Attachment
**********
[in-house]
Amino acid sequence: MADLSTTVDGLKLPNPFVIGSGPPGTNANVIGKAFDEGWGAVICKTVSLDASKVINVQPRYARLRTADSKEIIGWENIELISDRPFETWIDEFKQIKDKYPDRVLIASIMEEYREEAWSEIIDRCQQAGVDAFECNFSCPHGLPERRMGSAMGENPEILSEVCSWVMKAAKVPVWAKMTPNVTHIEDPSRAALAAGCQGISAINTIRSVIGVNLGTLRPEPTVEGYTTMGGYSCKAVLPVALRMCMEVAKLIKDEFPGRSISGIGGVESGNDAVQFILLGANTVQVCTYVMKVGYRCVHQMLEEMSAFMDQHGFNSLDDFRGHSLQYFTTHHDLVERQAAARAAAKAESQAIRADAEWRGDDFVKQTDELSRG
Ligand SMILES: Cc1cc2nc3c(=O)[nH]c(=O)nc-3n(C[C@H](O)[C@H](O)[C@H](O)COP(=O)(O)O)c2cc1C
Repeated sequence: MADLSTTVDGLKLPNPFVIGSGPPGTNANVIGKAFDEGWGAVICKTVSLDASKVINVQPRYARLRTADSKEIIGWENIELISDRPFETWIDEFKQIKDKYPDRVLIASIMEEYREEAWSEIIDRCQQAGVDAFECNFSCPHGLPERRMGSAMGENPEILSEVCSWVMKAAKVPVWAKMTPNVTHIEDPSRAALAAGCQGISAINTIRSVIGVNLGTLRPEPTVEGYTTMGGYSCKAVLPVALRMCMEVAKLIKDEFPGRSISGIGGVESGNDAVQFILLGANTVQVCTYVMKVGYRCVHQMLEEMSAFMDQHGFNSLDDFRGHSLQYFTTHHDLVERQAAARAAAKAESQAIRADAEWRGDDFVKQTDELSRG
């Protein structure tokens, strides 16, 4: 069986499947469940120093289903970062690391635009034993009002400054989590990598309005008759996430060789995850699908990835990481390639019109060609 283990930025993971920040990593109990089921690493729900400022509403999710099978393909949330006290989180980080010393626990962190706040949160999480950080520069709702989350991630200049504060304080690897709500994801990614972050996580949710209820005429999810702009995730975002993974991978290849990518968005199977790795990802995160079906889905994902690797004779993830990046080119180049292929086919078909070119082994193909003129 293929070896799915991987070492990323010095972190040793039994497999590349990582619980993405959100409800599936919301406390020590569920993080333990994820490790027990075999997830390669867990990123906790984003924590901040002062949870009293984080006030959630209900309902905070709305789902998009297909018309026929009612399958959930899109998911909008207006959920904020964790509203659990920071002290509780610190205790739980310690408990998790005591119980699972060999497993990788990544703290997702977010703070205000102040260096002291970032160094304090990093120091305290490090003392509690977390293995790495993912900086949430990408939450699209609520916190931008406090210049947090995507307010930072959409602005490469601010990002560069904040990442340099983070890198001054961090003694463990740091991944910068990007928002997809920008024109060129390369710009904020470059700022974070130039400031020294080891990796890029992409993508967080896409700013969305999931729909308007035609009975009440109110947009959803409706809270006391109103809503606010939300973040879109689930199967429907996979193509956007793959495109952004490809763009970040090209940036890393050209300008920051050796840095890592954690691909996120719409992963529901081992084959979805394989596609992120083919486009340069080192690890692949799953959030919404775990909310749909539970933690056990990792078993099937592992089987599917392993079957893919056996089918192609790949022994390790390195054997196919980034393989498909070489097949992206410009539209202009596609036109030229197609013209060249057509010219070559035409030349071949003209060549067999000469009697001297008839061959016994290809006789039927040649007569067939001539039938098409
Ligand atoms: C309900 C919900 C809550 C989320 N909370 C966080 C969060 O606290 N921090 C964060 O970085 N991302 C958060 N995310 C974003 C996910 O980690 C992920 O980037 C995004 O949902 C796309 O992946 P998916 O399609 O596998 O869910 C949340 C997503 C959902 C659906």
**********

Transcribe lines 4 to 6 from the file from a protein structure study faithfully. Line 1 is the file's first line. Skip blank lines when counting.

Repeated sequence: MADLSTTVDGLKLPNPFVIGSGPPGTNANVIGKAFDEGWGAVICKTVSLDASKVINVQPRYARLRTADSKEIIGWENIELISDRPFETWIDEFKQIKDKYPDRVLIASIMEEYREEAWSEIIDRCQQAGVDAFECNFSCPHGLPERRMGSAMGENPEILSEVCSWVMKAAKVPVWAKMTPNVTHIEDPSRAALAAGCQGISAINTIRSVIGVNLGTLRPEPTVEGYTTMGGYSCKAVLPVALRMCMEVAKLIKDEFPGRSISGIGGVESGNDAVQFILLGANTVQVCTYVMKVGYRCVHQMLEEMSAFMDQHGFNSLDDFRGHSLQYFTTHHDLVERQAAARAAAKAESQAIRADAEWRGDDFVKQTDELSRG
């Protein structure tokens, strides 16, 4: 069986499947469940120093289903970062690391635009034993009002400054989590990598309005008759996430060789995850699908990835990481390639019109060609 283990930025993971920040990593109990089921690493729900400022509403999710099978393909949330006290989180980080010393626990962190706040949160999480950080520069709702989350991630200049504060304080690897709500994801990614972050996580949710209820005429999810702009995730975002993974991978290849990518968005199977790795990802995160079906889905994902690797004779993830990046080119180049292929086919078909070119082994193909003129 293929070896799915991987070492990323010095972190040793039994497999590349990582619980993405959100409800599936919301406390020590569920993080333990994820490790027990075999997830390669867990990123906790984003924590901040002062949870009293984080006030959630209900309902905070709305789902998009297909018309026929009612399958959930899109998911909008207006959920904020964790509203659990920071002290509780610190205790739980310690408990998790005591119980699972060999497993990788990544703290997702977010703070205000102040260096002291970032160094304090990093120091305290490090003392509690977390293995790495993912900086949430990408939450699209609520916190931008406090210049947090995507307010930072959409602005490469601010990002560069904040990442340099983070890198001054961090003694463990740091991944910068990007928002997809920008024109060129390369710009904020470059700022974070130039400031020294080891990796890029992409993508967080896409700013969305999931729909308007035609009975009440109110947009959803409706809270006391109103809503606010939300973040879109689930199967429907996979193509956007793959495109952004490809763009970040090209940036890393050209300008920051050796840095890592954690691909996120719409992963529901081992084959979805394989596609992120083919486009340069080192690890692949799953959030919404775990909310749909539970933690056990990792078993099937592992089987599917392993079957893919056996089918192609790949022994390790390195054997196919980034393989498909070489097949992206410009539209202009596609036109030229197609013209060249057509010219070559035409030349071949003209060549067999000469009697001297008839061959016994290809006789039927040649007569067939001539039938098409
Ligand atoms: C309900 C919900 C809550 C989320 N909370 C966080 C969060 O606290 N921090 C964060 O970085 N991302 C958060 N995310 C974003 C996910 O980690 C992920 O980037 C995004 O949902 C796309 O992946 P998916 O399609 O596998 O869910 C949340 C997503 C959902 C659906």